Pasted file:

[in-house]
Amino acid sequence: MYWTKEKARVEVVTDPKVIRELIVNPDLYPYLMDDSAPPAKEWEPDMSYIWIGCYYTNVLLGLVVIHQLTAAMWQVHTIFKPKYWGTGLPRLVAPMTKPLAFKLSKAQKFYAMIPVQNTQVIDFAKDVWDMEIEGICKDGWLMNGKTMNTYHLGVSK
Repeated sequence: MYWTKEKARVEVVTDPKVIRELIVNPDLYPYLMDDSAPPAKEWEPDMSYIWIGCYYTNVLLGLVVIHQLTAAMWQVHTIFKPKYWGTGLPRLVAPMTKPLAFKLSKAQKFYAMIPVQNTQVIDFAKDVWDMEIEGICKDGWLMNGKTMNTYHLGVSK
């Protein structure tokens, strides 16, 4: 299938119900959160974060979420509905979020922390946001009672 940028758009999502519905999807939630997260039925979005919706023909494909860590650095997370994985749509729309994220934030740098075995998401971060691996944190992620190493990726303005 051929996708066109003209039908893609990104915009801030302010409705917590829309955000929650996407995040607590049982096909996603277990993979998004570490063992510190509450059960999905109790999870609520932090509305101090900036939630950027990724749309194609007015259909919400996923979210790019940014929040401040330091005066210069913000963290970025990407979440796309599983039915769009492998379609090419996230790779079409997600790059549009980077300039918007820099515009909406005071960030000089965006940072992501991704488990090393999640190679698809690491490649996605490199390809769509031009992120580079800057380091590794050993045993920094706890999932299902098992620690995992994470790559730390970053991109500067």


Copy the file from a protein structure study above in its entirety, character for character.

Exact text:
[in-house]
Amino acid sequence: MYWTKEKARVEVVTDPKVIRELIVNPDLYPYLMDDSAPPAKEWEPDMSYIWIGCYYTNVLLGLVVIHQLTAAMWQVHTIFKPKYWGTGLPRLVAPMTKPLAFKLSKAQKFYAMIPVQNTQVIDFAKDVWDMEIEGICKDGWLMNGKTMNTYHLGVSK
Repeated sequence: MYWTKEKARVEVVTDPKVIRELIVNPDLYPYLMDDSAPPAKEWEPDMSYIWIGCYYTNVLLGLVVIHQLTAAMWQVHTIFKPKYWGTGLPRLVAPMTKPLAFKLSKAQKFYAMIPVQNTQVIDFAKDVWDMEIEGICKDGWLMNGKTMNTYHLGVSK
């Protein structure tokens, strides 16, 4: 299938119900959160974060979420509905979020922390946001009672 940028758009999502519905999807939630997260039925979005919706023909494909860590650095997370994985749509729309994220934030740098075995998401971060691996944190992620190493990726303005 051929996708066109003209039908893609990104915009801030302010409705917590829309955000929650996407995040607590049982096909996603277990993979998004570490063992510190509450059960999905109790999870609520932090509305101090900036939630950027990724749309194609007015259909919400996923979210790019940014929040401040330091005066210069913000963290970025990407979440796309599983039915769009492998379609090419996230790779079409997600790059549009980077300039918007820099515009909406005071960030000089965006940072992501991704488990090393999640190679698809690491490649996605490199390809769509031009992120580079800057380091590794050993045993920094706890999932299902098992620690995992994470790559730390970053991109500067």